Big majority in Wales feel railway strike is justified, poll reveals
A hefty majority of 67% of people in Wales feel that the rail strike is justified, according to a new poll.
The poll by Savanta Comres suggested that the strike had majority support across all the nations of the UK, with slightly fewer – 56% in Scotland and 63% in England – in support when ‘don’t knows’ were removed.
Eastern England was the only nation or region without majority support for the strike, with 50% for and against.
Across the UK, the survey of over 2,300 people by Savanta ComRes showed that 58% said the industrial action was justified.
Younger adults aged 18-34 (72%) and Labour voters (79%) were more likely to see the strikes as justified compared to their older, aged 55 and above, (44%) and Conservative-voting (38%) counterparts.
Three out of five of those polled said they are generally supportive of the principle of industrial action, while just 35% were generally opposed.
Around 40,000 members of the Rail, Maritime and Transport (RMT) union at Network Rail and 13 train operators are involved in the industrial action.
The RMT will meet with NR and the train companies today in another attempt to break the deadlock.
RMT general secretary Mick Lynch said the turnout at picket lines on Tuesday was “fantastic” and had exceeded expectations in the union’s campaign for job security, defending conditions and a decent pay rise.
He said: “Our members will continue the campaign and have shown outstanding unity in the pursuit of a settlement to this dispute.
“RMT members are leading the way for all workers in this country who are sick and tired of having their pay and conditions slashed by a mixture of big business profits and Government policy.
“Now is the time to stand up and fight for every single railway worker in this dispute that we will win.”
Services started later than normal today as trains were delayed leaving depots due to Network Rail (NR) signallers and control room staff who would usually have worked overnight shifts taking part in Tuesday’s strike.
Just 60% of trains will run across the day as a whole, and some operators will wind down services slightly earlier than normal tonight ahead of Thursday’s walkouts.
The third strike of the week is planned for Saturday.
Disruption caused by Tuesday’s rail strikes will mean that “today is going to be quite a messy day”, for travellers, the independent watchdog for transport users has said.
Anthony Smith, the chief executive of Transport Focus, told BBC Radio 4’s Today programme: “Today is going to be quite a messy day still.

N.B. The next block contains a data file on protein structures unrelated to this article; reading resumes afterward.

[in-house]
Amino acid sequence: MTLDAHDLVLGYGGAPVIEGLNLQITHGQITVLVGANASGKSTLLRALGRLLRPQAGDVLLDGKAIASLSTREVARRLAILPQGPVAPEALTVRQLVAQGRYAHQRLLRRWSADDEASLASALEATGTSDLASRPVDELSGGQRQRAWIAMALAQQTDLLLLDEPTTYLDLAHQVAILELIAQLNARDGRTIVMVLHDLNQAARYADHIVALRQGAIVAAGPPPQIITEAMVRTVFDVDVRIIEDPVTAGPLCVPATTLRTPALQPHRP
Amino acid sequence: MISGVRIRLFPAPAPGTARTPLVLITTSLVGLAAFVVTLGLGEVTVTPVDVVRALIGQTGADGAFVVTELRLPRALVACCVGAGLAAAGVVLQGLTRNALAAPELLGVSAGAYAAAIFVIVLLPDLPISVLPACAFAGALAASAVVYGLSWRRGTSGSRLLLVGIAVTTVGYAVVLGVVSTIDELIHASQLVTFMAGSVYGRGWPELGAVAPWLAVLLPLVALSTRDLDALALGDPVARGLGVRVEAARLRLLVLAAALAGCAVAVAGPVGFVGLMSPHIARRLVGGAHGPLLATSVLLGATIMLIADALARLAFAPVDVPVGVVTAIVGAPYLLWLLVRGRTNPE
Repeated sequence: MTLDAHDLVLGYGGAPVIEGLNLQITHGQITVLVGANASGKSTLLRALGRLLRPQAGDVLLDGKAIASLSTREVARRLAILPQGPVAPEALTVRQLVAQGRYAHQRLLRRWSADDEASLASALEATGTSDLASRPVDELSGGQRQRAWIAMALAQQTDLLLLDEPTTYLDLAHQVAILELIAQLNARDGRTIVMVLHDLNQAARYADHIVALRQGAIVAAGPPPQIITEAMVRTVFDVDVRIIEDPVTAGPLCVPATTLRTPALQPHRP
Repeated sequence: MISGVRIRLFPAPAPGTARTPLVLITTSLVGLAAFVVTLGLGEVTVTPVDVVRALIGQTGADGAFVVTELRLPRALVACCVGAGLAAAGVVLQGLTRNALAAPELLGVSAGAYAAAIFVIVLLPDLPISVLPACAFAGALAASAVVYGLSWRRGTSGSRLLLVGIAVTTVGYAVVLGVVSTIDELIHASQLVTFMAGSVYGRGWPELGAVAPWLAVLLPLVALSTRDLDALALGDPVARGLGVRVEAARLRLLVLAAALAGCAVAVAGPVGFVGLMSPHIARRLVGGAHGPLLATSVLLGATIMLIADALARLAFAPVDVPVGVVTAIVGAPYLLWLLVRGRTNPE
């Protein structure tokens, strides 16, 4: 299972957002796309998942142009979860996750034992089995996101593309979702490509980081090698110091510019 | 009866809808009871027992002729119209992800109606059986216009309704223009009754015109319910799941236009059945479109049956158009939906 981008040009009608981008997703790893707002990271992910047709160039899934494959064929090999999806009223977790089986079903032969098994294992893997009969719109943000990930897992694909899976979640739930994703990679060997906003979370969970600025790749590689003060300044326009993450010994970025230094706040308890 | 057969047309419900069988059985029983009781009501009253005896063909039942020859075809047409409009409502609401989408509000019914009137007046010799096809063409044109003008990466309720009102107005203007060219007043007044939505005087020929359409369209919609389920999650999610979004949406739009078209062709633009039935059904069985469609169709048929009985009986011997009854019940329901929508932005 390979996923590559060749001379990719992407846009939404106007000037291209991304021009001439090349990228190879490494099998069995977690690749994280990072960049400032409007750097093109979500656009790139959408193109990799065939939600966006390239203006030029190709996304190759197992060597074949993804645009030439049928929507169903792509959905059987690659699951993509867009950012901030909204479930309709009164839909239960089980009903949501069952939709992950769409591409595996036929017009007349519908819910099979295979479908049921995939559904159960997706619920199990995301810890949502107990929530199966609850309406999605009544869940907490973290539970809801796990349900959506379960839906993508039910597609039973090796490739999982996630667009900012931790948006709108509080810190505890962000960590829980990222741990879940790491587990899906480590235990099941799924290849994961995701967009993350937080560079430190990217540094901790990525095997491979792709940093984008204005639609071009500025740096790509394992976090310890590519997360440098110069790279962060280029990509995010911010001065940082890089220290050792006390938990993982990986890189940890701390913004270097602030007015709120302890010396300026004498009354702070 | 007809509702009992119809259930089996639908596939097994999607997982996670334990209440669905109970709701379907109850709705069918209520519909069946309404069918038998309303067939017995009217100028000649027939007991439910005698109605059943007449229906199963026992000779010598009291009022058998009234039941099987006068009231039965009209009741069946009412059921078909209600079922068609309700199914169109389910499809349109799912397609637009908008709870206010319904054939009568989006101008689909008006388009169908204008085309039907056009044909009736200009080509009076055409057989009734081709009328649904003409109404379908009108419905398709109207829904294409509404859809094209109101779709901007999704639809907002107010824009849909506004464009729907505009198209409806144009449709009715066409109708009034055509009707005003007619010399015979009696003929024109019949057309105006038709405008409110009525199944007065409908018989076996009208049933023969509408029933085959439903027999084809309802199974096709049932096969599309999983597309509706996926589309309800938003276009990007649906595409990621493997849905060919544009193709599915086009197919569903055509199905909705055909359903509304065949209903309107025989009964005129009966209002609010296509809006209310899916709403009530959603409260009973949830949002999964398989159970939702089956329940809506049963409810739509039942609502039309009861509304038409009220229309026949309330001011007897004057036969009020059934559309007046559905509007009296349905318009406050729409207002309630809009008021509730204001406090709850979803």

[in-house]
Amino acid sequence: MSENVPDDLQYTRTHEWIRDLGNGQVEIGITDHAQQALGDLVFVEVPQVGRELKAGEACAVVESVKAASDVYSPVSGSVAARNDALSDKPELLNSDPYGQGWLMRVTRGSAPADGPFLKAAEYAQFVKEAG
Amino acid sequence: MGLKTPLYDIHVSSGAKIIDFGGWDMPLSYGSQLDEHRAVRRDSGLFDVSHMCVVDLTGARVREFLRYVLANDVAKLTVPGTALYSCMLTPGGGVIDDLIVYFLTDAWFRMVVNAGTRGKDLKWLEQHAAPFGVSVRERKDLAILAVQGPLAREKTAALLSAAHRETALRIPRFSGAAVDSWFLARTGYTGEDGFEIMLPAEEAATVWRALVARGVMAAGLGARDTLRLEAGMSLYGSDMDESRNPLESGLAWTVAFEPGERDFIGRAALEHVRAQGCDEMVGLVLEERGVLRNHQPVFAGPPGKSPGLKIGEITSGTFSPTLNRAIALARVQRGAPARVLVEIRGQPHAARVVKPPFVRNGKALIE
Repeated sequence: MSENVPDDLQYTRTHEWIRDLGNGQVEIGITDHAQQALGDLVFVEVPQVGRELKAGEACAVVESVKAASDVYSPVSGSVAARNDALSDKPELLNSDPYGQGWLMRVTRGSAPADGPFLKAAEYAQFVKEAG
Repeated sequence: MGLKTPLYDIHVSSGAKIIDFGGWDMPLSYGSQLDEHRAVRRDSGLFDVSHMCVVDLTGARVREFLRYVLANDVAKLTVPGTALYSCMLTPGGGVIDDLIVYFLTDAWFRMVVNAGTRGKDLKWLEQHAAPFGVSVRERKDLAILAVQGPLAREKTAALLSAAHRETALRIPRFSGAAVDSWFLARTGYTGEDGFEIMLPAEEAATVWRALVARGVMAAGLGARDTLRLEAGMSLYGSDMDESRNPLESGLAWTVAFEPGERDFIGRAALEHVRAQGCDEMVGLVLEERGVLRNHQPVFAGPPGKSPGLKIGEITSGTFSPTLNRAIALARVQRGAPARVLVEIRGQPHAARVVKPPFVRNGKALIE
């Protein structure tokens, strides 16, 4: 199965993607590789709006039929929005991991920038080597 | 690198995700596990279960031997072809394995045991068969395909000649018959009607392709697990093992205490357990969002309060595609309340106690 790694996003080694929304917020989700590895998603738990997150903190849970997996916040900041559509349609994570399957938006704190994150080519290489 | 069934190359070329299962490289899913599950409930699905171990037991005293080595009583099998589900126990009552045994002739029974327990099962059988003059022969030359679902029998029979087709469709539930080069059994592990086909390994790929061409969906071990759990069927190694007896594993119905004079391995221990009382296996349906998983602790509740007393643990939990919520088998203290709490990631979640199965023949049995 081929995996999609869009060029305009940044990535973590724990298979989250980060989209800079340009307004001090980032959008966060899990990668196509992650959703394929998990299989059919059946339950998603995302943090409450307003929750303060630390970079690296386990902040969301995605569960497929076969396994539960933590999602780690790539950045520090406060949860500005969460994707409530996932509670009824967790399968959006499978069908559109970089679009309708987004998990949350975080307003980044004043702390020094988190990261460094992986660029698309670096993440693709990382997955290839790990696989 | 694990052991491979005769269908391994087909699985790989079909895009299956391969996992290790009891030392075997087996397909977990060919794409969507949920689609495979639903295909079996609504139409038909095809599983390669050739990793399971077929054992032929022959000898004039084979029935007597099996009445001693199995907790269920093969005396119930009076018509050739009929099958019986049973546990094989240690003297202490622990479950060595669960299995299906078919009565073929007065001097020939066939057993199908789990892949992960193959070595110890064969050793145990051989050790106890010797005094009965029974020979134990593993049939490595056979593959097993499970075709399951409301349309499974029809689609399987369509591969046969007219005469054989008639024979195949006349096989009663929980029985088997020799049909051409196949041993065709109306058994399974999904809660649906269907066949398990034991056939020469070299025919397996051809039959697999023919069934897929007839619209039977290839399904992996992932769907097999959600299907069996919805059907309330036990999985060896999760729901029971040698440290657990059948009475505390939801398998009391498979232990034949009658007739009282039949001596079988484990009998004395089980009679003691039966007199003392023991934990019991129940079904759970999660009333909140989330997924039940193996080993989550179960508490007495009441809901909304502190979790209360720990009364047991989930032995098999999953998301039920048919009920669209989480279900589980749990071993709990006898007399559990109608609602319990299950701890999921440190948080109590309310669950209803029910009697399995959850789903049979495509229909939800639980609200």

“Virtually all of the train companies have special timetables in place, services are starting up late and trains and staff are not in the right place.
“So please do not assume that this is a normal day.
“If you are going to travel by train check before you leave the house, check on the way to the station and, for goodness sake, bring a bottle of water with you.”
A Department for Transport spokesperson said: “These are desperately needed reforms that modernise the railway and put it on a sustainable footing for passengers and taxpayers.
“Unions have shut down big parts of the rail network, hitting local businesses and unfairly cutting people off from hospitals, schools and work.
“However, early data shows that unlike in the past, many people now have the opportunity to work from home, so we haven’t even a rush to the roads, as traffic has instead gone online, which means the unions aren’t having the overall impact they might have hoped.”
The union has been asked by Network Rail to attend formal consultation talks next month on introducing “modern working practices”.
Network Rail official Tim Shoveller said the changes will mean “dumping outdated working practices and introducing new technology”.
He added: “We expect this will reduce roles by around 1,800, the vast majority of which will be lost through voluntary severance and natural wastage.”
Deputy Prime Minister Dominic Raab meanwhile said the rising inflation figures showed the need for pay restraint in the public sector and on the railways.
He told Sky News there was a risk of a “vicious cycle” of rising wages pushing inflation even higher if union demands were met, saying the Government was taking a “firm line”.
“We are facing a global struggle against inflation, if you look at the UK figures they are broadly comparable to the US or, in Europe, the Dutch and the Belgians, and it’s going to be difficult.
“We really do understand the pressure that those on low incomes are facing at the moment, they are struggling to make ends meet.”
Setting out why public sector pay could not keep pace with inflation, he added: “If we don’t have those restraints, inflation will go higher for longer. And that will only undermine the pay packages of workers, particularly the most vulnerable workers, for a longer period of time.
“We’re taking the action, we’re taking a firm line with, for example, the RMT union, precisely because we want to protect this erosion of pay packets by inflation.”
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